Tuesday, January 30, 2007


W described climate change as a “serious challenge” in his State of the Union speech last week. What he actually means by that and what he aims to do to address this challenge remain to be seen.
The UN environmental agencies are drawing to a close a major study on global climate change. The news wires report that the study is expected to predict a 3.0 C (5.4 F) warming of average annual temperatures between now and 2100. This report is to further attribute this warming, with some 90 percent certainty, to the activities of humans.
While far from perfect, the adoption of the Kyoto Protocol by much of the industrialized world has enjoyed some success in putting the brakes on what the best science in the world believes to be the cause of this problem.
The US government has sat idly by while many of our friends and allies have worked to reverse this problem. The excuse given by the Bush administration was that adopting the Kyoto Protocol would cost Americans jobs. I have to ask, how many American jobs does the purchase of foreign oil create? How would cultivating a domestic biofuels industry be bad for the economy?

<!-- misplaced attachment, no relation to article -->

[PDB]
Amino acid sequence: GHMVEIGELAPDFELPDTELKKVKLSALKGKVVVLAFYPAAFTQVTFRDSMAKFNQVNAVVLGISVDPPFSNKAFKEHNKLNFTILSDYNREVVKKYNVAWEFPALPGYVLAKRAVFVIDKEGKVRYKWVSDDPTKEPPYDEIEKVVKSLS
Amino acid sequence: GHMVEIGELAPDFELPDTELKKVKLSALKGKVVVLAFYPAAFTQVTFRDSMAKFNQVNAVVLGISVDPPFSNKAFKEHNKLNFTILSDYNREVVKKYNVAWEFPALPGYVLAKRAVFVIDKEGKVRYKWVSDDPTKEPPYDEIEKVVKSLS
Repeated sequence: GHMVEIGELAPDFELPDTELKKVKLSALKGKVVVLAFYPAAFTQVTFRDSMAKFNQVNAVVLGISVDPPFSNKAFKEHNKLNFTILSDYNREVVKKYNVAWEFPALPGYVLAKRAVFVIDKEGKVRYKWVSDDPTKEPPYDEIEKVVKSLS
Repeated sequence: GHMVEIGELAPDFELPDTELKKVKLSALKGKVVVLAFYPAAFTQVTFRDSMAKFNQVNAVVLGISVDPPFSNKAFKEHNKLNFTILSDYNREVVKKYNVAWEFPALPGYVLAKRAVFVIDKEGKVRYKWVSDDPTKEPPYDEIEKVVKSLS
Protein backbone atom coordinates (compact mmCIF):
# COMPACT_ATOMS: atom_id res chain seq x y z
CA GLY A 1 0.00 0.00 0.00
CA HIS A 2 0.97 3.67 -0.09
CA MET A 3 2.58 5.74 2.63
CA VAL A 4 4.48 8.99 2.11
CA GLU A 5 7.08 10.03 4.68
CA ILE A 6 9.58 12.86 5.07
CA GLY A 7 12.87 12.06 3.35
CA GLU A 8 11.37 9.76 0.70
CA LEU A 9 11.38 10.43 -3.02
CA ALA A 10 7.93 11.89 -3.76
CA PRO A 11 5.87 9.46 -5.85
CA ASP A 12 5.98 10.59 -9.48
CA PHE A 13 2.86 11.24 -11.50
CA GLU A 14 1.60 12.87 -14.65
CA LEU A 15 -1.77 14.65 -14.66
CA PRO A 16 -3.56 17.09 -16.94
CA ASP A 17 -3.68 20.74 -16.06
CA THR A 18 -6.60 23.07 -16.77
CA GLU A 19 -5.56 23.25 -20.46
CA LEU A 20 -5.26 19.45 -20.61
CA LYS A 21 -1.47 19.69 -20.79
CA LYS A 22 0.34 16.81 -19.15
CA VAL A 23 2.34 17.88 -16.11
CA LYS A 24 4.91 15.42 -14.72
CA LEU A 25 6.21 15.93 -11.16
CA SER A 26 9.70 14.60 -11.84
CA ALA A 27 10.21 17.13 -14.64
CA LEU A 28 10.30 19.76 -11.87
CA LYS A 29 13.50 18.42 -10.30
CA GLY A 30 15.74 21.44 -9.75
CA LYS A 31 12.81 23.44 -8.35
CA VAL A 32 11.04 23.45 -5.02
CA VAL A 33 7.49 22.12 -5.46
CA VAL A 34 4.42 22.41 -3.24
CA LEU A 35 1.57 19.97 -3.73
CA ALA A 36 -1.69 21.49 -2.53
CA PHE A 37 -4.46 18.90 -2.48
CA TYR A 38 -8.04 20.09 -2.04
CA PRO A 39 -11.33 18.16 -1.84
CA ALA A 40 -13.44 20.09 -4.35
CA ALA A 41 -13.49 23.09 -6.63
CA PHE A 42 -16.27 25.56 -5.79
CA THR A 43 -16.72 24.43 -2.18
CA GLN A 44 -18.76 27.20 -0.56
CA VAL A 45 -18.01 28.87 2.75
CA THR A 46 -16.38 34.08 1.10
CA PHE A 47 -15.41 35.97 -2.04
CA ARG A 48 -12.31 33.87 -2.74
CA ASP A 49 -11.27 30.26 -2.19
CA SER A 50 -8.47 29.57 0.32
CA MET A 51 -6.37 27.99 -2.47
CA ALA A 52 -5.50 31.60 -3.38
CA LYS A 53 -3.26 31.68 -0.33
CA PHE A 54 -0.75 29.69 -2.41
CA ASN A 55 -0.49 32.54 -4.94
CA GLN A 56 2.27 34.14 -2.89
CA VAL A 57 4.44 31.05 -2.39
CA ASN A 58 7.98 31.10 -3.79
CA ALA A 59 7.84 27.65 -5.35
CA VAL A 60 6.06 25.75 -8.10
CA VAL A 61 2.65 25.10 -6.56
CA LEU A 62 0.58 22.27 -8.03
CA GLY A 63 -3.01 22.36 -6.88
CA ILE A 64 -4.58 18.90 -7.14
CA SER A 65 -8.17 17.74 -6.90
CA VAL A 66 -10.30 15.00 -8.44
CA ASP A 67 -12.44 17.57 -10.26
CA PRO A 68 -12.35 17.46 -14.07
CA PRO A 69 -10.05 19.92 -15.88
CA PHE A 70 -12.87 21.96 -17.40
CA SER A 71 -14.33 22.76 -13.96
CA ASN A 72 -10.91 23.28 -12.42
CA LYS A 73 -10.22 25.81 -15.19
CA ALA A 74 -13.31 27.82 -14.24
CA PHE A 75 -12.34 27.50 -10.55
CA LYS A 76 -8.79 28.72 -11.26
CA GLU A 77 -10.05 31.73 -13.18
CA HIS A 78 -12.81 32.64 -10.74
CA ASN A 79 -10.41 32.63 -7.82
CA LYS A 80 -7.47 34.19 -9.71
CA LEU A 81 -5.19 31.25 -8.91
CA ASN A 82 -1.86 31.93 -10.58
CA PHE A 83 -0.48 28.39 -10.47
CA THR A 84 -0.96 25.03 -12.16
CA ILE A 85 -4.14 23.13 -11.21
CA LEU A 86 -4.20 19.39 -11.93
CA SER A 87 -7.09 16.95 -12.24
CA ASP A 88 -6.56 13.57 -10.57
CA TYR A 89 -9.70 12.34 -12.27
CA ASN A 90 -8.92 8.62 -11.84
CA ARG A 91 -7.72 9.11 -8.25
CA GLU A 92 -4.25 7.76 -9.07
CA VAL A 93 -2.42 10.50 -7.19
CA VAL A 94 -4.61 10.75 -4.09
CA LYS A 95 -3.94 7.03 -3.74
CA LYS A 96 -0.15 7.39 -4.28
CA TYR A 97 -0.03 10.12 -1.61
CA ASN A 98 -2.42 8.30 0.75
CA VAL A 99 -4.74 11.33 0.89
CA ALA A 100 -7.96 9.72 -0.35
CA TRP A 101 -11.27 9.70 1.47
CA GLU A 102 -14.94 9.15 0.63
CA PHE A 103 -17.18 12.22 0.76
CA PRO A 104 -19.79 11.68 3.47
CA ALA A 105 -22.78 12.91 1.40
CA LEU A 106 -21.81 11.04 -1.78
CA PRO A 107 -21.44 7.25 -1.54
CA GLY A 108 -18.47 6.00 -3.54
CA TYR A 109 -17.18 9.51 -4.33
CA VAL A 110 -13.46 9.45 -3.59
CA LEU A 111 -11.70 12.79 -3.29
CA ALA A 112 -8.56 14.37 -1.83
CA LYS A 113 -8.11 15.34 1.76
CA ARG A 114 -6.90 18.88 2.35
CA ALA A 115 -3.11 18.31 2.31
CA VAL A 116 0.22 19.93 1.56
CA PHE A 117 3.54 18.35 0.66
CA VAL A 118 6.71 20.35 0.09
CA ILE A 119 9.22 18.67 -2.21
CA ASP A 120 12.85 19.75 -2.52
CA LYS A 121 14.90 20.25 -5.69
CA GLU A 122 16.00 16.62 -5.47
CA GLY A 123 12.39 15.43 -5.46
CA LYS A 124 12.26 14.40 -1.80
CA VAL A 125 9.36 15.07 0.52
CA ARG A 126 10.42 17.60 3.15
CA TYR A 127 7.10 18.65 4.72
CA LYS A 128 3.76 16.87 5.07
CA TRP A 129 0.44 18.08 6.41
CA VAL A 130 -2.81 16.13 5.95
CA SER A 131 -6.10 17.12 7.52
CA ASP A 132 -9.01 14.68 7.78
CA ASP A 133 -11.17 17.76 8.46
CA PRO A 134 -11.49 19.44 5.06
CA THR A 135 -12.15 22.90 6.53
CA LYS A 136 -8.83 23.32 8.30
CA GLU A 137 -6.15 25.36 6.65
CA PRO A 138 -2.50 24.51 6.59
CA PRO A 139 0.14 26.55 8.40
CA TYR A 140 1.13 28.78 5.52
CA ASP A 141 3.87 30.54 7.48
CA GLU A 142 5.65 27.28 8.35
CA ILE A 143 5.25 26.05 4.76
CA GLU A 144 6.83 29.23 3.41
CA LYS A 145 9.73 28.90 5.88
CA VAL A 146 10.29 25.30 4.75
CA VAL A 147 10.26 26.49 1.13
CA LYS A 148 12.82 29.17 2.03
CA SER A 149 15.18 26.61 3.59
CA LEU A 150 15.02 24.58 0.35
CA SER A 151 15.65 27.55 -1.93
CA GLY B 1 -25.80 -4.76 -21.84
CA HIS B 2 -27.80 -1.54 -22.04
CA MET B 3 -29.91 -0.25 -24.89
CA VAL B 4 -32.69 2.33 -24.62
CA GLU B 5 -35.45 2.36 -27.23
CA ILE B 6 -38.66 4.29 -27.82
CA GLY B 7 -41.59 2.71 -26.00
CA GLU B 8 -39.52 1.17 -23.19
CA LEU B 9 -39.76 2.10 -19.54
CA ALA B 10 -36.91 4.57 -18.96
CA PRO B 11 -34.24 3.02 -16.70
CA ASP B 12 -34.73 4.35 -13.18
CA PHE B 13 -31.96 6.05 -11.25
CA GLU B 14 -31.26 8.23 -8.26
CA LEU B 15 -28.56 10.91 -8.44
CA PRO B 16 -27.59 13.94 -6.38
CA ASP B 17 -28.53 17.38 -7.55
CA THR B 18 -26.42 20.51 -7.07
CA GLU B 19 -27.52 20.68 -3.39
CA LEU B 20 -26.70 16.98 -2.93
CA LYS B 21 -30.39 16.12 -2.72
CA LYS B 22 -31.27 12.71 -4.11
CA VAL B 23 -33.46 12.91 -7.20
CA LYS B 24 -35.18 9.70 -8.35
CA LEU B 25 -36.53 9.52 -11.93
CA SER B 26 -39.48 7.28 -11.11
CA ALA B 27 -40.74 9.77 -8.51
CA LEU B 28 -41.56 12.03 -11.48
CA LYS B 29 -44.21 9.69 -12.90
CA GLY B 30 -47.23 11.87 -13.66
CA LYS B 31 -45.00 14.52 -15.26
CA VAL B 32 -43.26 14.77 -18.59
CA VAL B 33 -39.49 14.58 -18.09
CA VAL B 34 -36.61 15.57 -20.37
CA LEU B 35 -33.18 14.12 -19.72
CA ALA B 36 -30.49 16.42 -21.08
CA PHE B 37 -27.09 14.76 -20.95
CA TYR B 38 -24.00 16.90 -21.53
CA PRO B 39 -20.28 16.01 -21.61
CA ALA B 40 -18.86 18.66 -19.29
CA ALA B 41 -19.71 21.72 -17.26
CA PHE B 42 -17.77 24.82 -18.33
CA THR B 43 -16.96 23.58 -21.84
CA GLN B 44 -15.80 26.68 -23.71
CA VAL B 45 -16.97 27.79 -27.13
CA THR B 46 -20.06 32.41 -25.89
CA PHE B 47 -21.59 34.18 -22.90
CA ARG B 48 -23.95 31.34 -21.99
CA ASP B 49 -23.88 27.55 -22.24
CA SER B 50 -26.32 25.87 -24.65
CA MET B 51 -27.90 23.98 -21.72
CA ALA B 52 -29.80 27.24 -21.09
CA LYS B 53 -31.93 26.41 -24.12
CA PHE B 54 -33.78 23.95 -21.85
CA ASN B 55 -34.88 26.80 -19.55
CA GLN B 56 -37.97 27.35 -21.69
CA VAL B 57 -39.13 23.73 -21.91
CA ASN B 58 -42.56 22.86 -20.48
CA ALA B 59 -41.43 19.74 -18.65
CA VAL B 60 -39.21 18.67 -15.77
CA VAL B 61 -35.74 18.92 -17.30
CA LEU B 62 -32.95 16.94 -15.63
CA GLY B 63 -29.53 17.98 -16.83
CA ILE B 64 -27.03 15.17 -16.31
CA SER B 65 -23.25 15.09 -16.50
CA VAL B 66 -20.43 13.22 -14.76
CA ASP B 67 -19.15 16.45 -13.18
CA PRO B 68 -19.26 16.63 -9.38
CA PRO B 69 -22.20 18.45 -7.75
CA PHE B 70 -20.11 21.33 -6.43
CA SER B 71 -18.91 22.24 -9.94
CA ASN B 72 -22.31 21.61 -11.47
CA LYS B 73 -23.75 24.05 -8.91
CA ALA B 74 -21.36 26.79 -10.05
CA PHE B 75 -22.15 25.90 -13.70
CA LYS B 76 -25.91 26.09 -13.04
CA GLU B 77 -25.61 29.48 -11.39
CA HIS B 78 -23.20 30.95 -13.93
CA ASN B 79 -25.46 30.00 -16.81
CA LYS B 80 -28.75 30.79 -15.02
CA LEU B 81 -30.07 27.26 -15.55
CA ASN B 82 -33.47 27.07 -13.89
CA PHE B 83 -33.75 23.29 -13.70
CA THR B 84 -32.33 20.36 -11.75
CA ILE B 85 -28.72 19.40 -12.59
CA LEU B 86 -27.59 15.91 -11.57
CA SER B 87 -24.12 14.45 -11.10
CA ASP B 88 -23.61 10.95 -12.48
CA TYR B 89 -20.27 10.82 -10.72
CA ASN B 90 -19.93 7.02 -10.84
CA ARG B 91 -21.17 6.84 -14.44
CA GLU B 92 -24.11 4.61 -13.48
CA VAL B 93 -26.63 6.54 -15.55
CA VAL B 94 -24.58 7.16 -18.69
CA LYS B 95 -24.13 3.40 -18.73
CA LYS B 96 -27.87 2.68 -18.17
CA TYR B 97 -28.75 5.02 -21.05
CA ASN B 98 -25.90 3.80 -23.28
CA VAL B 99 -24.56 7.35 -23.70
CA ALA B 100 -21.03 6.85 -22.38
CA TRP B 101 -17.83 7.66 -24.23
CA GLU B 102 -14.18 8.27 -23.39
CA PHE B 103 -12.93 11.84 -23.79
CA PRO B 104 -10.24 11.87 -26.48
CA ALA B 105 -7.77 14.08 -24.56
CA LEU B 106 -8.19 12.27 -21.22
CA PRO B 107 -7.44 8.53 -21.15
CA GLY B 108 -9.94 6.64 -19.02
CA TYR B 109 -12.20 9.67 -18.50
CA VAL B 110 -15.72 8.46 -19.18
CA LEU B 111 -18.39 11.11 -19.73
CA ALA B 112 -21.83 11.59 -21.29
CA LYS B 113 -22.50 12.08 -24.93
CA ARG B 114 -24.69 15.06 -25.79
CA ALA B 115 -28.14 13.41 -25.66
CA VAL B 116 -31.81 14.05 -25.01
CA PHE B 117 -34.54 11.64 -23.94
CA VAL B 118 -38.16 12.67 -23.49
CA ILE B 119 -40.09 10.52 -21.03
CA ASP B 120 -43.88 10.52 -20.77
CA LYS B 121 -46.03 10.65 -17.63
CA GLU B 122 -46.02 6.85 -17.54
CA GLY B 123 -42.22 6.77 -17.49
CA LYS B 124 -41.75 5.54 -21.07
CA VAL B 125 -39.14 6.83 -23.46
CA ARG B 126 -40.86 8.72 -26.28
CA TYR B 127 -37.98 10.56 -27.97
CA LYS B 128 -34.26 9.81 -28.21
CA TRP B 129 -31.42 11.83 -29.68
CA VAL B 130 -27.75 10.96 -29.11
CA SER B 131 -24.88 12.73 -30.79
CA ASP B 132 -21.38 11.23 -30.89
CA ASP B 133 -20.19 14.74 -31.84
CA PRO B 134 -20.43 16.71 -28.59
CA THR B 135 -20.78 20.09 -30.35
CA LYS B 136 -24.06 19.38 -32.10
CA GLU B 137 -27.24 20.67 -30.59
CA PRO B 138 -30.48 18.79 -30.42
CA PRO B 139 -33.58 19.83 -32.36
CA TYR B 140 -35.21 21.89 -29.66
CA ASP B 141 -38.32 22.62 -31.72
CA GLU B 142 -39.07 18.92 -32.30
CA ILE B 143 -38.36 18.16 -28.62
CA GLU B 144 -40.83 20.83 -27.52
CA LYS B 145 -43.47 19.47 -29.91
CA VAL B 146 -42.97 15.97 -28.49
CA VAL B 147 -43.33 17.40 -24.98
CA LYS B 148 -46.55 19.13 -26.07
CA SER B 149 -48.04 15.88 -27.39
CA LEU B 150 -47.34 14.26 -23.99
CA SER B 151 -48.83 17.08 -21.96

Given the speed of government and the fact that Kyoto runs-out in 2012, it may be Kyoto’s successor that turns on the heat under the US. In conjunction with the UN’s new report on global climate, there is a redoubled effort to hold a new summit on climate. UN scientists are lobbying Secretary General Ban to hold such a summit in September. Given planned discussion of warming-related concerns like the flooding of coastal cities, perhaps the Bush administration will suggest New Orleans as a venue. Perhaps not.
Can we wait for the government to stop talking and start acting? The US and its neighbors to the north and south have enormous agricultural resources. We have the potential to move toward energy independence by producing ethanol and biodiesel for transportation, but the entrepreneur, not the bureaucrat, must realize this change.
American industry has been stymied by a government of the oil, by the oil, and for the oil. Perhaps if we stopped creating an infrastructure so lopsided in favor of petroleum, other sources of energy could compete in a free market. McDonald’s could start marketing McDiesel, made from all of that used fry oil, and Mr. Daniel could start selling Old No. 7 high-performance fuel for hogs. Or is that “hawgz”?
We need more consumer demand and new policies that don’t hand so much to oil companies.


Anonymous said...